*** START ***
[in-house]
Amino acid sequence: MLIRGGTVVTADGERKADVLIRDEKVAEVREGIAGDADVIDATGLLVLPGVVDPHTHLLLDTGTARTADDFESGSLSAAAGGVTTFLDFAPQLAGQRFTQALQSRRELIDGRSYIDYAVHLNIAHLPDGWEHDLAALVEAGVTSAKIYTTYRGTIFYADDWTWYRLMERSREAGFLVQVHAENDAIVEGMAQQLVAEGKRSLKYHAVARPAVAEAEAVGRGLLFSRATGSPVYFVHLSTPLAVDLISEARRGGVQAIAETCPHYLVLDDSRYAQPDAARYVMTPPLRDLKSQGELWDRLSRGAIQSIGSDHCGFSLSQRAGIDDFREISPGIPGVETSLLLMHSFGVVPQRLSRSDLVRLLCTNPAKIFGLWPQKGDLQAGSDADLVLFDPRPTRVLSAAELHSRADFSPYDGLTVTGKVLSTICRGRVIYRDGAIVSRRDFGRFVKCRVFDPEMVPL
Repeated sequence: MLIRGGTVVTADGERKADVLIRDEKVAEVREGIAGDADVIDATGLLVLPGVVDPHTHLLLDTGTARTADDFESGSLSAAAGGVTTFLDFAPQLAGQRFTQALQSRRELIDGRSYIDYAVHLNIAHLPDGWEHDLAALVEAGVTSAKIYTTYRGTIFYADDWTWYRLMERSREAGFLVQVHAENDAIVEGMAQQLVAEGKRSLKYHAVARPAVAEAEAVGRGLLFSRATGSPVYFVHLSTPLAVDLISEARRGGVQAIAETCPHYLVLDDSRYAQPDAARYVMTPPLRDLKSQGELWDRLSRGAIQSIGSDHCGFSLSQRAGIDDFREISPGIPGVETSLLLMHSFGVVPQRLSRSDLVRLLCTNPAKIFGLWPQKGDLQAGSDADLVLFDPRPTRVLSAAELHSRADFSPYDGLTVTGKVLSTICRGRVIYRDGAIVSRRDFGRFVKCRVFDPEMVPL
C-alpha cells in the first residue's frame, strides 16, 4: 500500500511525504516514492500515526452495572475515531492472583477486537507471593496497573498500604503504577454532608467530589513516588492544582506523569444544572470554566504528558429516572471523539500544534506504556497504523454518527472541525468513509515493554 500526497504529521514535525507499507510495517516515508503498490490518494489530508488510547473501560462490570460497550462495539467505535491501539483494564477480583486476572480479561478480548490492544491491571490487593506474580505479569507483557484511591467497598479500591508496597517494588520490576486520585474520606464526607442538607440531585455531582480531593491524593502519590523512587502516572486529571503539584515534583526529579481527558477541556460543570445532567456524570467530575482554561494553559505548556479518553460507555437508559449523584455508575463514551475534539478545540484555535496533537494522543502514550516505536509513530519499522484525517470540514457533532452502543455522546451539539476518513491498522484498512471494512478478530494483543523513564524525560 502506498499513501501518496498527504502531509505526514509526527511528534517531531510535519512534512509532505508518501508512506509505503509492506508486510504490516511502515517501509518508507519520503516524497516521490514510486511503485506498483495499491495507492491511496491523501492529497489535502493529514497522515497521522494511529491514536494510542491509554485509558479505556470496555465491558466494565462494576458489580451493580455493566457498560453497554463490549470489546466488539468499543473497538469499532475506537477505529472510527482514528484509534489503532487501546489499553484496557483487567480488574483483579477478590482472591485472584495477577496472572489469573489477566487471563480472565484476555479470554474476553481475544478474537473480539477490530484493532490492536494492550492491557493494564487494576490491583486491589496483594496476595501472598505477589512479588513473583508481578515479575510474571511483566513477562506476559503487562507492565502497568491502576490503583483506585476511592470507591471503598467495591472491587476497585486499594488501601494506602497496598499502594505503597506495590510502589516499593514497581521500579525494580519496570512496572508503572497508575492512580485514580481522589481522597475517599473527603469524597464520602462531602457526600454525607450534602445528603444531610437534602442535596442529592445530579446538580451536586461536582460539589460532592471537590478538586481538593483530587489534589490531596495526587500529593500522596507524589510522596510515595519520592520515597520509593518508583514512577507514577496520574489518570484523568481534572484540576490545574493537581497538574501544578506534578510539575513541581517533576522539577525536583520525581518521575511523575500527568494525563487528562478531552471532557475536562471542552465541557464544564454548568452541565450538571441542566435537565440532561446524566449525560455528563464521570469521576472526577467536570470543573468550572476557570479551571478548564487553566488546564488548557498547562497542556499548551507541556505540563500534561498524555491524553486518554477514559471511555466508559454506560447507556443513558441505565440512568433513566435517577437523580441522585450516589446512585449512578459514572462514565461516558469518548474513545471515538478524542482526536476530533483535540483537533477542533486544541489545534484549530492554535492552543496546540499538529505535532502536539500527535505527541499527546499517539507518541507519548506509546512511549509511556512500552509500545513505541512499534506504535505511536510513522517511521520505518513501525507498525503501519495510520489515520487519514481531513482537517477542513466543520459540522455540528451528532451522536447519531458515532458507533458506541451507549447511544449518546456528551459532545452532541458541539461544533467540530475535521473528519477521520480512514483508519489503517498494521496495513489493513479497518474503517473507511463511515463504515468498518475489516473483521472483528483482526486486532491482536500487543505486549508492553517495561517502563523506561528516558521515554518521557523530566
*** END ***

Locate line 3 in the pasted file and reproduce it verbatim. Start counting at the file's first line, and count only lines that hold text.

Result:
Repeated sequence: MLIRGGTVVTADGERKADVLIRDEKVAEVREGIAGDADVIDATGLLVLPGVVDPHTHLLLDTGTARTADDFESGSLSAAAGGVTTFLDFAPQLAGQRFTQALQSRRELIDGRSYIDYAVHLNIAHLPDGWEHDLAALVEAGVTSAKIYTTYRGTIFYADDWTWYRLMERSREAGFLVQVHAENDAIVEGMAQQLVAEGKRSLKYHAVARPAVAEAEAVGRGLLFSRATGSPVYFVHLSTPLAVDLISEARRGGVQAIAETCPHYLVLDDSRYAQPDAARYVMTPPLRDLKSQGELWDRLSRGAIQSIGSDHCGFSLSQRAGIDDFREISPGIPGVETSLLLMHSFGVVPQRLSRSDLVRLLCTNPAKIFGLWPQKGDLQAGSDADLVLFDPRPTRVLSAAELHSRADFSPYDGLTVTGKVLSTICRGRVIYRDGAIVSRRDFGRFVKCRVFDPEMVPL